Monroe County school officials say they are undecided about whether to seek the annual grade assigned to the district by the state, until they see what other districts plan to do. The grade affects staff bonuses and state funding.
At the April 13 meeting, the school board also heard that the long-awaited renovation of the Tommy Roberts Memorial Stadium is a year away.
Under an April 9 emergency order, state Education Commissioner Richard Corcoran told school districts that the state is waiving some course requirements due to the pandemic: High school seniors in Florida will be able to graduate this year and third graders can move on without passing the normally required state assessments.
The order also gives districts the choice to keep the pre-pandemic school grades, on which staff bonuses and state funding are based, unless the district wants to apply to the state for new grades.
The state order is intended to address a wide range of pandemic-related setbacks students have faced over the past school year.
In March, Monroe County announced there will be no midterms and no final exams for high school seniors this year.
At the meeting, board chair John Dick asked Superintendent Theresa Axford, “What about the school grades? What do you think you’re going to do with that?”
“I’m going to listen to other superintendents from around the state,” Axford told the board. “We’re going to get our score reports on our school grades and then we have 30 days to decide whether we want to opt in and get a school grade or not. So I want to hear what other superintendents are doing and look at what our performance is. I just know that there’s been nothing consistent this year. … We need to look at that very carefully. I would not like to lose our A-rated district status because we plunged in and decided to opt in for a grade when all other districts in Florida don’t do it.”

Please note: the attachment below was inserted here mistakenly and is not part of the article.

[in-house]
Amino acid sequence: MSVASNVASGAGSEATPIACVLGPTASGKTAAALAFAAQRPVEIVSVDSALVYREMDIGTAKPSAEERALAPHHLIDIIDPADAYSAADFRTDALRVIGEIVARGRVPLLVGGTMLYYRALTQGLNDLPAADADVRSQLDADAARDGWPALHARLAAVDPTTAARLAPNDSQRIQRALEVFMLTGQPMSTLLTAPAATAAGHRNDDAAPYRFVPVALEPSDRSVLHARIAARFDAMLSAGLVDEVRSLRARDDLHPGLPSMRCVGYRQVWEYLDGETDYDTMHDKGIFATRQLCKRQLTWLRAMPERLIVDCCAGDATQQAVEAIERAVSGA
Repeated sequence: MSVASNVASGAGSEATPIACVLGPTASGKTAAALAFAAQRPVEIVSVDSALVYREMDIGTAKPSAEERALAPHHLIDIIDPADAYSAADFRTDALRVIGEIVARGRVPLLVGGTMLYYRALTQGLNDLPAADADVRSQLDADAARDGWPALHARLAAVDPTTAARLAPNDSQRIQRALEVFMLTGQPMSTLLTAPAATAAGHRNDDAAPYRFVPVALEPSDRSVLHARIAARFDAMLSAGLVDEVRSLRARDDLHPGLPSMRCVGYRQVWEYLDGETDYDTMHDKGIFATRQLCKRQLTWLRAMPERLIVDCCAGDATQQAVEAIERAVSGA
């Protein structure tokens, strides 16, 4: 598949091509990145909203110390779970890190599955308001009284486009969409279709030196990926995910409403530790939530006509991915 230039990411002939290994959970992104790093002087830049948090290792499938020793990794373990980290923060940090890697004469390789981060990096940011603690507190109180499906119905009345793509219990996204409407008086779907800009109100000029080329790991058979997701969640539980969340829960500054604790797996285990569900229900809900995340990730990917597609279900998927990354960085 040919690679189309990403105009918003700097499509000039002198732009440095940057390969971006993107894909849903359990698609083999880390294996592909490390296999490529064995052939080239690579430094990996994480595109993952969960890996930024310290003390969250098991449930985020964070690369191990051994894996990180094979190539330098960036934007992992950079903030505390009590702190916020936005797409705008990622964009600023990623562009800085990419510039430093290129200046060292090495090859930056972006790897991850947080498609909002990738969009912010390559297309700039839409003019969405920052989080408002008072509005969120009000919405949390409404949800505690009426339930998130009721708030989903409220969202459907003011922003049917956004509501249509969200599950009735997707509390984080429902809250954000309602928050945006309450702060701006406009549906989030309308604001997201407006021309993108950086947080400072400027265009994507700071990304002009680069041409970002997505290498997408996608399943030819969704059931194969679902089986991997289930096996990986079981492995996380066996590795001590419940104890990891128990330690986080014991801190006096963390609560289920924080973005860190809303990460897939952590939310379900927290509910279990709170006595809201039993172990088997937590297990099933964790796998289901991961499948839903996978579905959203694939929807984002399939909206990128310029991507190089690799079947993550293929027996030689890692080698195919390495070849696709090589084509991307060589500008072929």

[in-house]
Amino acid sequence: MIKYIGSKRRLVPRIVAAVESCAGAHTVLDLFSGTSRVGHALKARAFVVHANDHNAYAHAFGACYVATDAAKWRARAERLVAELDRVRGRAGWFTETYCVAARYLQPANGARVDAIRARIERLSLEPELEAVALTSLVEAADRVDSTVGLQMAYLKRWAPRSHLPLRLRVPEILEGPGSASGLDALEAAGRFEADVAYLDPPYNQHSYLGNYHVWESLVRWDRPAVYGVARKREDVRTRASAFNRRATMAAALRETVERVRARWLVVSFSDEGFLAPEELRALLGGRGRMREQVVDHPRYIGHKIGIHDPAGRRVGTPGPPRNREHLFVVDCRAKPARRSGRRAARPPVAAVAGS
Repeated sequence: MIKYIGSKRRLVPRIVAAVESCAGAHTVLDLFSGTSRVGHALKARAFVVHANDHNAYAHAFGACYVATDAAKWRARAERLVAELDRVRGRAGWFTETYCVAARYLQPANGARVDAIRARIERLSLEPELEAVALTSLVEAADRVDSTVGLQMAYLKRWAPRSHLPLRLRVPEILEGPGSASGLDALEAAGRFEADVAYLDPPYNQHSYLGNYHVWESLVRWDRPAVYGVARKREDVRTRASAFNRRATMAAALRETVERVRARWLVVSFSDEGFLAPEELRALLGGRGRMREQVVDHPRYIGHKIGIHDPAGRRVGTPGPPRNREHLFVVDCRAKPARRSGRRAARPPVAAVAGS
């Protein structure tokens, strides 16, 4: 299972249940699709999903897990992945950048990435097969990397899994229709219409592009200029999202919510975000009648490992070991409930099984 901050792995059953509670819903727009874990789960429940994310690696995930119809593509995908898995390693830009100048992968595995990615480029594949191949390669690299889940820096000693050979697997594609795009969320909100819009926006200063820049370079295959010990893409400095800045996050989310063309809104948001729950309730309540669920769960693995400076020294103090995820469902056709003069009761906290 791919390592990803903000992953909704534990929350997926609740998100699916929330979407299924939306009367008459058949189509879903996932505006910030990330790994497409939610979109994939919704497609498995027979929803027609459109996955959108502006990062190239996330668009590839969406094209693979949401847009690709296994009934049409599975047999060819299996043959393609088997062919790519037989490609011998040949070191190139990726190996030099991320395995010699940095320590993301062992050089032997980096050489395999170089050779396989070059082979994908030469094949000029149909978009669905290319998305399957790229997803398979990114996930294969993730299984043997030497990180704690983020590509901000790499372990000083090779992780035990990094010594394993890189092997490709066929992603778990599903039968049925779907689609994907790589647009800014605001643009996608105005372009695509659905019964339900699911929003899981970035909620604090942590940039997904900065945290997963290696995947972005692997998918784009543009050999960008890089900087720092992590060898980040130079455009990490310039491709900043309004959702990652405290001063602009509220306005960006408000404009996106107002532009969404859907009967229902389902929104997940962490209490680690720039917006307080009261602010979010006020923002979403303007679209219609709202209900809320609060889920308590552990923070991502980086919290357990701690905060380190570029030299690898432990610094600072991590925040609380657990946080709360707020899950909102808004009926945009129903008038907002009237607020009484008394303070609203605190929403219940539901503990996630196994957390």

Patrick Lefere, the executive director of operations and planning for the school district, made a presentation about the Tommy Roberts Memorial Stadium renovation, a project that has been long in the works. The proposed schedule: bids to be opened May 6, interviews May 13, recommendation to award June 1, board meeting June 22 … and construction to commence in spring 2022.
Regarding the construction start date, District 1 board member Bobby Highsmith said, “It seems like a long time to wait.”
Lefere replied, “We wanted to get baseball season down and then roll in.”
“I don’t understand why we are not starting in the fall?” asked District 3 board member Mindy Conn.
“We need time to get through the design process,” said Lefere. He also explained the scope of the work: a new football/baseball field with artificial turf; bleachers with new concrete pads and additional seats; an athletic building with new bathrooms, weight rooms, athletic equipment storage; two concessions; new entrances; environmental remediation; and stormwater management.
The soil remediation of the field is required by the EPA. The field was built near a dump, and contaminants could be exposed during the remediation. The public will be informed at that point.
In other news:
— The board passed the Monroe County School Operational Audit for School Year Ending June 30, 2020, overseen by the state.
“This is not a bad audit,” board chair John Dick told Keys Weekly before the meeting.
Among the findings: District controls over safe-school officer services and related payments could be enhanced; district schools did not always conduct required emergency drills; contrary to State Board of Education rules, the district did not always provide for required mental health awareness personnel training and student instruction.
— The board also approved a description of a new job, the safety and security director, who will ensure the safety and security of district students and staff, as well as plan and implement drills.